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Poems Unfold From Every Bag of Nomadic Coffee

Nomadic Coffee Bay Area

Photo by Steve Babuljak (, courtesy of Nomadic Coffee.

From the dawn of subversive European and Middle Eastern cafes, through the beatniks of 1950s America and the black-turtleneck-clad intellectual progressivism of the “second wave,” coffee and literary poetry have been long been culturally intertwined.

Though laptops, co-working and other later-breaking trends in cafe culture have put some distance in this relationship, Northern California-based roaster Nomadic Coffee is literally folding coffee and literature into one stimulating product for consumers to embrace at home, or wherever they pause to brew and enjoy fresh coffee.

Nomadic Coffee Bay Area

Nomadic Coffee Founder Thomas Landry. Photo by Steve Babuljak (, courtesy of Nomadic Coffee.

Every bag of Nomadic Coffee retail beans includes a poem printed on a separate piece of paper that’s slipped into the fold-down upper portion of the bag. The poems are mostly by living, currently active poets, although some older selections from the public domain have also been included.

The problem, as Nomadic Founder Thomas Landry sees it, isn’t that anyone dislikes poetry, but that life today provides no reminder that it’s a worthwhile treasure to seek. Very few people make time for written poetry, and so Nomadic Coffee is slyly putting individual poems in front of people when they’re already probably taking a moment to breathe — during those potentially quiet, contemplative moments during brewing and the first few sips.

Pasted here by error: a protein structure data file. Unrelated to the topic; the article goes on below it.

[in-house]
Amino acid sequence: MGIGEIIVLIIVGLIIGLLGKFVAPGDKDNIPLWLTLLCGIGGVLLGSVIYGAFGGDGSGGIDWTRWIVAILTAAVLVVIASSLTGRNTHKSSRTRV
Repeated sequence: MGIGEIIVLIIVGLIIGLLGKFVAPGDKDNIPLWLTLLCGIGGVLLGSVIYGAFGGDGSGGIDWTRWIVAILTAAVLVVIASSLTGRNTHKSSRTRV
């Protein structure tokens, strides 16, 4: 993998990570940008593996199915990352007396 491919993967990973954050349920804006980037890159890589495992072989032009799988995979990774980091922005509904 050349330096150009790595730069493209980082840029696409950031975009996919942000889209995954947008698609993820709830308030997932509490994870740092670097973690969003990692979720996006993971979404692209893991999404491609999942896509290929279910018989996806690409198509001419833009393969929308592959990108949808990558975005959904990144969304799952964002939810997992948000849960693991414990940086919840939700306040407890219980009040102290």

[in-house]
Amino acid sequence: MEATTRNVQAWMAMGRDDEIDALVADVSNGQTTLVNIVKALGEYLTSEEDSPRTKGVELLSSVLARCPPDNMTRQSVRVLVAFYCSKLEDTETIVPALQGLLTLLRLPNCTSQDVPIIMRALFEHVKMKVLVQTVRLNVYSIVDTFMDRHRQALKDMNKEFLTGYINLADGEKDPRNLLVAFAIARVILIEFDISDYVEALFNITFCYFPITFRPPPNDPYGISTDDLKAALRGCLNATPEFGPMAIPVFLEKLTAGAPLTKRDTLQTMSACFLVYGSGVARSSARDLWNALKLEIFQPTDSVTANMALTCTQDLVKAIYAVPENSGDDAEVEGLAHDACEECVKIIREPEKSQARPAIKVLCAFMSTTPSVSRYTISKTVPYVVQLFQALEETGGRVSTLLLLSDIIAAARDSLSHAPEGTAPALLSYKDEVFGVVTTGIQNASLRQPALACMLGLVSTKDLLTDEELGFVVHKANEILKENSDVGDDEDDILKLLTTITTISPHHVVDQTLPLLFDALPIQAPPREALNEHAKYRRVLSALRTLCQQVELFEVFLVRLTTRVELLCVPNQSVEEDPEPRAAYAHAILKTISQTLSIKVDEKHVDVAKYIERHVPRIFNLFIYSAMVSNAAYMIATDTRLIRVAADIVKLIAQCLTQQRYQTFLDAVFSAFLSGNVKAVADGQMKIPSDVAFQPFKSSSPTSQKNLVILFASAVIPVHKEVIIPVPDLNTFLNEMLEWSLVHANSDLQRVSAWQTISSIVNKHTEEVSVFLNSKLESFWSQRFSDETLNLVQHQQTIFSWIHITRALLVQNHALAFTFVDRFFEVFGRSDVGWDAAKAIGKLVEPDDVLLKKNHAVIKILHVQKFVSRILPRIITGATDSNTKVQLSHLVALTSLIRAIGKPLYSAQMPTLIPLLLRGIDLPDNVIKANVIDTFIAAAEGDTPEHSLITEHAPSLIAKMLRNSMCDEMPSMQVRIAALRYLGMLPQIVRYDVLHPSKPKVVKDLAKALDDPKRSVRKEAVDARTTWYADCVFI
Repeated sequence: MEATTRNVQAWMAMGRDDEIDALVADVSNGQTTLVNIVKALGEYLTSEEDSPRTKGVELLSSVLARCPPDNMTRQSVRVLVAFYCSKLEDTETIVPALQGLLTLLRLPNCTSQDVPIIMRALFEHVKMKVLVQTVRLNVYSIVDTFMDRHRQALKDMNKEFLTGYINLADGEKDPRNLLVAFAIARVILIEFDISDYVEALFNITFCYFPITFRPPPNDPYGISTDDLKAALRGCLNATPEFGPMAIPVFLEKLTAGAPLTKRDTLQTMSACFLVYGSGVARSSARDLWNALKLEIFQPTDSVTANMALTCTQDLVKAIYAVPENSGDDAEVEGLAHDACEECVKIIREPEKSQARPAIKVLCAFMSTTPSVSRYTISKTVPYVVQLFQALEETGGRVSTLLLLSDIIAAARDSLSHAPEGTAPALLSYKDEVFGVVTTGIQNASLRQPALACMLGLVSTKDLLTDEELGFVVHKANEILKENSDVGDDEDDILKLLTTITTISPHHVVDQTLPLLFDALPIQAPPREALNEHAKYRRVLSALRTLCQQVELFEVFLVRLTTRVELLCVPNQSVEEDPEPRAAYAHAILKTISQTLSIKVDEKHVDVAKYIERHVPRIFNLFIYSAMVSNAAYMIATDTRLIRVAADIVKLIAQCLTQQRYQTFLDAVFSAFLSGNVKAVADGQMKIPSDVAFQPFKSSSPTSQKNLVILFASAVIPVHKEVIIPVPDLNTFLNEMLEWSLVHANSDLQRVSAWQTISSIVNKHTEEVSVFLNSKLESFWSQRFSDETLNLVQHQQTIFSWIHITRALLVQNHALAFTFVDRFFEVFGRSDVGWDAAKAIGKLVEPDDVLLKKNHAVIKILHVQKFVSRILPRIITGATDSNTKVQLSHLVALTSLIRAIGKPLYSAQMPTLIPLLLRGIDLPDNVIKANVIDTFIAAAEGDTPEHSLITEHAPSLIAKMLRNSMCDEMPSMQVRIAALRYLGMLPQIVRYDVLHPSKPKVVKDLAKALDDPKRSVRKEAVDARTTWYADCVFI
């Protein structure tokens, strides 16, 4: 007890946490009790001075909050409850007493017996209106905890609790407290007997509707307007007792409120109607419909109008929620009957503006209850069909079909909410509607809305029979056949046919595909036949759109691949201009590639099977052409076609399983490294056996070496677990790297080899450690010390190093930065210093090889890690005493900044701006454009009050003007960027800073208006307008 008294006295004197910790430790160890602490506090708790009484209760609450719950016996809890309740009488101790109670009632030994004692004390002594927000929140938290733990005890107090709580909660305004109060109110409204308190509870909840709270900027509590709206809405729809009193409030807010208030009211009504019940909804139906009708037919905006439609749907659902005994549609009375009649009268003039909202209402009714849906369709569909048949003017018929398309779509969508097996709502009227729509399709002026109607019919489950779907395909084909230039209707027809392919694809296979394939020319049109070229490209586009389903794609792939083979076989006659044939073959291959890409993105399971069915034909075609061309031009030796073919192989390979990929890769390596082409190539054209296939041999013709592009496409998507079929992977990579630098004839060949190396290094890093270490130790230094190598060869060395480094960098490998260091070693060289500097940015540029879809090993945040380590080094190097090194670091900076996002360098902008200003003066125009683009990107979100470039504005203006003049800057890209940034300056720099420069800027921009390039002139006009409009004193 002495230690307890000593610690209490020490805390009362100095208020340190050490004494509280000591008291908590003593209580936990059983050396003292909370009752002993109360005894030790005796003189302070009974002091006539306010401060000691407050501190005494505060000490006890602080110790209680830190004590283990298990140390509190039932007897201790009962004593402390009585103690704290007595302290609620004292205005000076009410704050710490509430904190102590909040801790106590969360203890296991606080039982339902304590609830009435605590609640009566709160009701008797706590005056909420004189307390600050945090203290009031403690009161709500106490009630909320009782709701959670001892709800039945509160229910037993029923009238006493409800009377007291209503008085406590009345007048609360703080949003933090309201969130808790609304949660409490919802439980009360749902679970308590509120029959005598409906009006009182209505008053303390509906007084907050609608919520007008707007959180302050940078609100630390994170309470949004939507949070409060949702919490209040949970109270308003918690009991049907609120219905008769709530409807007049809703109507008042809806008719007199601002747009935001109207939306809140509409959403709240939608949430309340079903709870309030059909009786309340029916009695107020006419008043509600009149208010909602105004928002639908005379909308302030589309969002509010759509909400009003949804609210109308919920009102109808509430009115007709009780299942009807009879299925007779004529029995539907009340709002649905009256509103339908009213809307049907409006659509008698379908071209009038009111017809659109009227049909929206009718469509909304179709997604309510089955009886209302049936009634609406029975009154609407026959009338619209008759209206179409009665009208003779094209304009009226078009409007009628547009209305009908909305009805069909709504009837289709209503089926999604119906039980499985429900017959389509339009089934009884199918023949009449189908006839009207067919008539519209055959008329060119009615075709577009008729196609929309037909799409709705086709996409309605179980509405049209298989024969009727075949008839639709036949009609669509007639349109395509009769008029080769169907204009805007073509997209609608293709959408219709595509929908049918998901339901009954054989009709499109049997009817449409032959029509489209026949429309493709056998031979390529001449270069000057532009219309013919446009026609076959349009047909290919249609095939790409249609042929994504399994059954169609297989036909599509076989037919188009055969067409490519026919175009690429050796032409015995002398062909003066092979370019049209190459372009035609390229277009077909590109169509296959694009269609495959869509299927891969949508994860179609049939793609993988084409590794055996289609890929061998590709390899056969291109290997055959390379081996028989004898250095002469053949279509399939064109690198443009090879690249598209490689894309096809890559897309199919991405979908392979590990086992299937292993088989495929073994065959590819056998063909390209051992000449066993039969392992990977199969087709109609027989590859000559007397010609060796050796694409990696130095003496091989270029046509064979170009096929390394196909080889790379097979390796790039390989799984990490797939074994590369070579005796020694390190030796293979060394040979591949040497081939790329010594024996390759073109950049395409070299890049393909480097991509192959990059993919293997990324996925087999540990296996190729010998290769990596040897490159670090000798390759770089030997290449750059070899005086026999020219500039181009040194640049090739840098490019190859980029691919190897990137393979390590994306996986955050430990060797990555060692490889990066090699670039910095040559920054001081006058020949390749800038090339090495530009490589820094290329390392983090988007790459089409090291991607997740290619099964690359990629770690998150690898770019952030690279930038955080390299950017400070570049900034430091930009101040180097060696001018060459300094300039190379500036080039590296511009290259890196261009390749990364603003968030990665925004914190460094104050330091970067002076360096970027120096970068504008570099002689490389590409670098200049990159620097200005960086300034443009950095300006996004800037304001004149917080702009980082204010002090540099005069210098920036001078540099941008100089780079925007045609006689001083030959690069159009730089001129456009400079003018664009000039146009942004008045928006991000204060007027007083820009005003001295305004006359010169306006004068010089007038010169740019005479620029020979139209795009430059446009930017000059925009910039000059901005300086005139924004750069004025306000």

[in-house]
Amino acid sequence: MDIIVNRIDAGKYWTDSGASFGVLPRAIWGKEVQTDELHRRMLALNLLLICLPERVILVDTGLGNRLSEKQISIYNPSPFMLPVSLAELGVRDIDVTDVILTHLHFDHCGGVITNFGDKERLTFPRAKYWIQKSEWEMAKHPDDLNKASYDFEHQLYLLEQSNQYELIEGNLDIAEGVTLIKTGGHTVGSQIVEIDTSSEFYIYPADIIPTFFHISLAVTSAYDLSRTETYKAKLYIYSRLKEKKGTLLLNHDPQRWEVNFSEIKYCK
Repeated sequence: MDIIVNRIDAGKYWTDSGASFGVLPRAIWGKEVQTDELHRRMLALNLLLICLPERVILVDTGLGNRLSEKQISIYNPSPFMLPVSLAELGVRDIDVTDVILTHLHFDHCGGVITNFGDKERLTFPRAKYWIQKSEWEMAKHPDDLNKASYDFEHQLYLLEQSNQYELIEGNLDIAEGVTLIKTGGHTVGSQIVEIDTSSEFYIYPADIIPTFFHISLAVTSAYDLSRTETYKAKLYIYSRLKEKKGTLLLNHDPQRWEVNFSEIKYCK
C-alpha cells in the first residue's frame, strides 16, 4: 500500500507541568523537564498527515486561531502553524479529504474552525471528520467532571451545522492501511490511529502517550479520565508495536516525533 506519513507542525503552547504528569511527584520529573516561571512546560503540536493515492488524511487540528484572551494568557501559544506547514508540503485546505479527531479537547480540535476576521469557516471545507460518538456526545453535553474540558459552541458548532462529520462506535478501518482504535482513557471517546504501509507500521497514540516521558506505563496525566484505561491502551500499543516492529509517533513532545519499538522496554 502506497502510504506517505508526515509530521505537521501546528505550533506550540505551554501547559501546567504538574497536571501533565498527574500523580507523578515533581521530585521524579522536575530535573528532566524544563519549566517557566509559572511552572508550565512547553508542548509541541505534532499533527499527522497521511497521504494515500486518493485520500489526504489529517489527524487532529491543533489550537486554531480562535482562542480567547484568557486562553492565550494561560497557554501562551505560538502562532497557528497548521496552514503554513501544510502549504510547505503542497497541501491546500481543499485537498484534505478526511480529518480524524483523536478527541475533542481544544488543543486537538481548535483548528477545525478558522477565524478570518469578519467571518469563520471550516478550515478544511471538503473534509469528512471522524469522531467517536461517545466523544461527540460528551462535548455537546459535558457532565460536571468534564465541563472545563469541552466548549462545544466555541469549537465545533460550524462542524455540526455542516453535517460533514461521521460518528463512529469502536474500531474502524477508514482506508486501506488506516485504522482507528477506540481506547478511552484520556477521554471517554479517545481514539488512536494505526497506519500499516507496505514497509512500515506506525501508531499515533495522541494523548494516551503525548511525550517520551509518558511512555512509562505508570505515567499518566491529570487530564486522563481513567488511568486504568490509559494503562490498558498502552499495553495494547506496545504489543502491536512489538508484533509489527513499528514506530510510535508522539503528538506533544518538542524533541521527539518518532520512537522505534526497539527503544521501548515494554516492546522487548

Nomadic Coffee Bay Area

Photo by Steve Babuljak (, courtesy of Nomadic Coffee.

“Very often it’s just about the coffee, and when I mention the poetry they’re like, ‘Oh. Yeah — no,'” Landry recently told Daily Coffee News. “But every once in a while, maybe one or two out of 10, you get customers who say, ‘It’s such a meaningful part for me.’ That’s a really nice moment that some of our customers have, where they’re drinking a cup of coffee and reading the poem.”

Nomadic’s coffee — sold online and in select local, independent stores through a modest but growing wholesale program — is by no means an afterthought. Nomadic Co-Owner and Director of Coffee Judy Krasnick carefully selects and sources green coffees through importers such as Onyx, Royal Coffee and InterAmerican Coffee, as well as directly from farmers on occasion. She roasts on a Loring Falcon roaster at Bay Area Co-Roasters.

Nomadic Coffee Bay Area

At the new Bay Area CoRoasters cafe. Photo by Steve Babuljak (, courtesy of Nomadic Coffee.

From the coffee to the poetry, the company seeks equity and social involvement throughout the chain.

“We pay the poets, and we pay the editors. I started out paying $20, then we got to $100 a poem,” said Landry, who is considering hiring a grant writer to help support the program. “Poets are rarely compensated for their work. I’ve gotten so many emails from poets saying, ‘Oh my god, this is the absolute first time I’ve ever been paid for my work, and I really appreciate it.’ We’ve paid out thousands and thousands of dollars to poets… I want to keep doing that, and I want to raise the stakes with it.”

Quarterly rotating editors are typically published literary figures — such as past editors Dawn Lundy Martin and D. A. Powell — who select one poem for publication each week. This holiday season, the company intends to release a chapbook of sorts — a retail coffee bag containing 10 loose-leaf poems previously unpublished by Nomadic, offered in a limited run of 500.

Nomadic Coffee Bay Area

Photo by Steve Babuljak (, courtesy of Nomadic Coffee.

Also in the near future, Nomadic will be updating its website to more specifically highlight the poetry and the poets that complement the coffee. Said Landry,  “I like to say we publish coffee.”

RTD cold brew coffee is another avenue Landry said Nomadic may soon explore, as is a retail cafe, potentially to be co-branded with existing publishers at some point not too far down the page.

“We’re thinking about how we can be unique in that area, and also be a place where people can be engaged in the community and civically,” said Landry. “It’s something we’re actively pursuing. We know we have to graduate and open our own flagship shop; we’ve just been trying to avoid debt to do that. But we know it’s time to take a step up.”


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